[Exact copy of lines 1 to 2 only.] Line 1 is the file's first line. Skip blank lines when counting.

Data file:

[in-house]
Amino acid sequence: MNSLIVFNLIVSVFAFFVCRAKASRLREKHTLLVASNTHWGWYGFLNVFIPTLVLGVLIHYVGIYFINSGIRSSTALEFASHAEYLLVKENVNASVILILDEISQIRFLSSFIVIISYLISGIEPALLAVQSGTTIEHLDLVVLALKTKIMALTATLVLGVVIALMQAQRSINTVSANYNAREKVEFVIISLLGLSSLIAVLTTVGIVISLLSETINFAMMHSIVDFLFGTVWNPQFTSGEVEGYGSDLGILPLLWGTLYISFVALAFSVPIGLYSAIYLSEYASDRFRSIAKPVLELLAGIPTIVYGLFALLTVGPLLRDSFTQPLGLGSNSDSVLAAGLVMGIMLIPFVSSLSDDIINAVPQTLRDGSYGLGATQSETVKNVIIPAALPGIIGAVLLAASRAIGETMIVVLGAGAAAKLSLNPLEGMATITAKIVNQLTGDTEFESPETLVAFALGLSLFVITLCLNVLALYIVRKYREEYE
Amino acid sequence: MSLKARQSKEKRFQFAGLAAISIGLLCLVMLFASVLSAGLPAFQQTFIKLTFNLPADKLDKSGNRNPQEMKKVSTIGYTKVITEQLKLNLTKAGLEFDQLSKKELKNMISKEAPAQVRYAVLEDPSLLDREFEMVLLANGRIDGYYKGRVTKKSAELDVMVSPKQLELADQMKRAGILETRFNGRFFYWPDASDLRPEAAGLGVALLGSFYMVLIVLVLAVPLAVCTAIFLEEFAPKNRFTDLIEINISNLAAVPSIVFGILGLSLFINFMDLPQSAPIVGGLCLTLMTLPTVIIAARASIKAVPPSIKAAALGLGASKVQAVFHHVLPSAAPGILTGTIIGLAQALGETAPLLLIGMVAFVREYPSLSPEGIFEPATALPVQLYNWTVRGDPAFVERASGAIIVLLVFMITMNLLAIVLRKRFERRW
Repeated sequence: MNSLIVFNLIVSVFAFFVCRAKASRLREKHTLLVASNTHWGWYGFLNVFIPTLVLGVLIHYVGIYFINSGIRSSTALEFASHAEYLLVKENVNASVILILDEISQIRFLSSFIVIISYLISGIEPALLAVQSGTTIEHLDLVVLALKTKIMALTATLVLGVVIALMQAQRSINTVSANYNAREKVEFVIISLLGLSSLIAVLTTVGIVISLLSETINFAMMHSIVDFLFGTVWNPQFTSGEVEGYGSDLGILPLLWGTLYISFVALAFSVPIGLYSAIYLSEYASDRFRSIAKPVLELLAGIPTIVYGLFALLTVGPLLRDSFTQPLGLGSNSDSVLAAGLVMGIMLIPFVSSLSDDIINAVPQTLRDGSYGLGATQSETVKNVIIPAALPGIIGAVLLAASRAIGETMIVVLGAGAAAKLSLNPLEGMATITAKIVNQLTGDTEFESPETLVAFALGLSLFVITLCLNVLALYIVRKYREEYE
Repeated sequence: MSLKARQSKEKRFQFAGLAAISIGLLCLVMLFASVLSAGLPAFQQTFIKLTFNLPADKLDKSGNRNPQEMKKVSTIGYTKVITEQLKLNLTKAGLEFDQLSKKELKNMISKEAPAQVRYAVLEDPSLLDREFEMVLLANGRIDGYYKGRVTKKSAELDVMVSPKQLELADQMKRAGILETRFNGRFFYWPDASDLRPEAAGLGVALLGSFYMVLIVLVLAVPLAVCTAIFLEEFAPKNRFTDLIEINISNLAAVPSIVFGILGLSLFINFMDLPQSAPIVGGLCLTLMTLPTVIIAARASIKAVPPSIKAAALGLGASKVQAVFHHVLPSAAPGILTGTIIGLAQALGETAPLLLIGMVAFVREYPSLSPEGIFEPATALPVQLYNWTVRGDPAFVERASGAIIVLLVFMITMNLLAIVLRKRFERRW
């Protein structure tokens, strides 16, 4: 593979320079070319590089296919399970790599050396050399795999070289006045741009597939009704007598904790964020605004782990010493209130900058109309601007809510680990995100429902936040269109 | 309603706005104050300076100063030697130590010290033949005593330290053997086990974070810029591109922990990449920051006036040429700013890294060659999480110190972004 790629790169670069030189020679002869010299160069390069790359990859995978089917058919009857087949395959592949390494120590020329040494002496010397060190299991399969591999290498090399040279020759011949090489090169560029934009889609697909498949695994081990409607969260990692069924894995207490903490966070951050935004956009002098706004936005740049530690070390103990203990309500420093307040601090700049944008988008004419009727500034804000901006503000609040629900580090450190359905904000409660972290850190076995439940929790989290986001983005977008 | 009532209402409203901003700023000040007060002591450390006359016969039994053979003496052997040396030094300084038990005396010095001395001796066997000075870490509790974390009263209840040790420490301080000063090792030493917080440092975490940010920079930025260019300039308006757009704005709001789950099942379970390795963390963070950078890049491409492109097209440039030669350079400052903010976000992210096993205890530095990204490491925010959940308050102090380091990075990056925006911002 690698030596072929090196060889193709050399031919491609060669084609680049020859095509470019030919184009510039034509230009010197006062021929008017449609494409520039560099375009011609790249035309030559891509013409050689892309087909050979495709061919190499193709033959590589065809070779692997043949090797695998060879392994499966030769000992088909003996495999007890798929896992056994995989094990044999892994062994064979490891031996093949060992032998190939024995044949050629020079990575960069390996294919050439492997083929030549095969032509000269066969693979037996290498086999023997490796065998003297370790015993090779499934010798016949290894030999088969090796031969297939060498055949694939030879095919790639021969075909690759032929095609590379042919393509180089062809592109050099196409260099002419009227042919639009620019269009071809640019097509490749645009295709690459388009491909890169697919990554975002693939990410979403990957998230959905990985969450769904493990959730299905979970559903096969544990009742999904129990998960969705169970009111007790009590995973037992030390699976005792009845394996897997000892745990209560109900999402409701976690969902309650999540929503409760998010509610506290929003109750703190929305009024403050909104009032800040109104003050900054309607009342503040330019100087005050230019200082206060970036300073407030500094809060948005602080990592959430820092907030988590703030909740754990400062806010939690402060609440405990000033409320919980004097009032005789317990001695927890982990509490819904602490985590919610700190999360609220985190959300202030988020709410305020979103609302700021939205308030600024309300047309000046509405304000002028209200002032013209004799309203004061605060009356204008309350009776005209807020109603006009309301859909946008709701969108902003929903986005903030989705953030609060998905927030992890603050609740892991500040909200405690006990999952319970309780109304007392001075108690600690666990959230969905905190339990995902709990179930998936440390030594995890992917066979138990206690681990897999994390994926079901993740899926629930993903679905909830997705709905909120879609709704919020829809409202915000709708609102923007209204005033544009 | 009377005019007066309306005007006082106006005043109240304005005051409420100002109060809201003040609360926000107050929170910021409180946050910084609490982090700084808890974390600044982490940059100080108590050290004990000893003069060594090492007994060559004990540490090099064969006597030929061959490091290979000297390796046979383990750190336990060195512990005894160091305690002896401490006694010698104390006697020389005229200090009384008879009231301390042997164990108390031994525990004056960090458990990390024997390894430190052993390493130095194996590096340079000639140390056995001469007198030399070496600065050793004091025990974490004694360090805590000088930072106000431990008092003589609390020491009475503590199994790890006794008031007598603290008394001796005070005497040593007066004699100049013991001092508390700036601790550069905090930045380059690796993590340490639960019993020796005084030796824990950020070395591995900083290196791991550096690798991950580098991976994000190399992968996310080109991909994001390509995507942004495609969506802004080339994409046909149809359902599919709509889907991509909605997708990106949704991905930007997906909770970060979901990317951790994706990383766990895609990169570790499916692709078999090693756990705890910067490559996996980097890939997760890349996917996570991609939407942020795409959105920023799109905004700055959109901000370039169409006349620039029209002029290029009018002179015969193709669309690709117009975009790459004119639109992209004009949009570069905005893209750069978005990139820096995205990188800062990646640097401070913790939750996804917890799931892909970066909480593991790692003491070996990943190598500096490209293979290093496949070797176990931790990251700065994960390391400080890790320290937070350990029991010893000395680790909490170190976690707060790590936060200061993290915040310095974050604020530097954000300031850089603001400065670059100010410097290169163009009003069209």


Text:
[in-house]
Amino acid sequence: MNSLIVFNLIVSVFAFFVCRAKASRLREKHTLLVASNTHWGWYGFLNVFIPTLVLGVLIHYVGIYFINSGIRSSTALEFASHAEYLLVKENVNASVILILDEISQIRFLSSFIVIISYLISGIEPALLAVQSGTTIEHLDLVVLALKTKIMALTATLVLGVVIALMQAQRSINTVSANYNAREKVEFVIISLLGLSSLIAVLTTVGIVISLLSETINFAMMHSIVDFLFGTVWNPQFTSGEVEGYGSDLGILPLLWGTLYISFVALAFSVPIGLYSAIYLSEYASDRFRSIAKPVLELLAGIPTIVYGLFALLTVGPLLRDSFTQPLGLGSNSDSVLAAGLVMGIMLIPFVSSLSDDIINAVPQTLRDGSYGLGATQSETVKNVIIPAALPGIIGAVLLAASRAIGETMIVVLGAGAAAKLSLNPLEGMATITAKIVNQLTGDTEFESPETLVAFALGLSLFVITLCLNVLALYIVRKYREEYE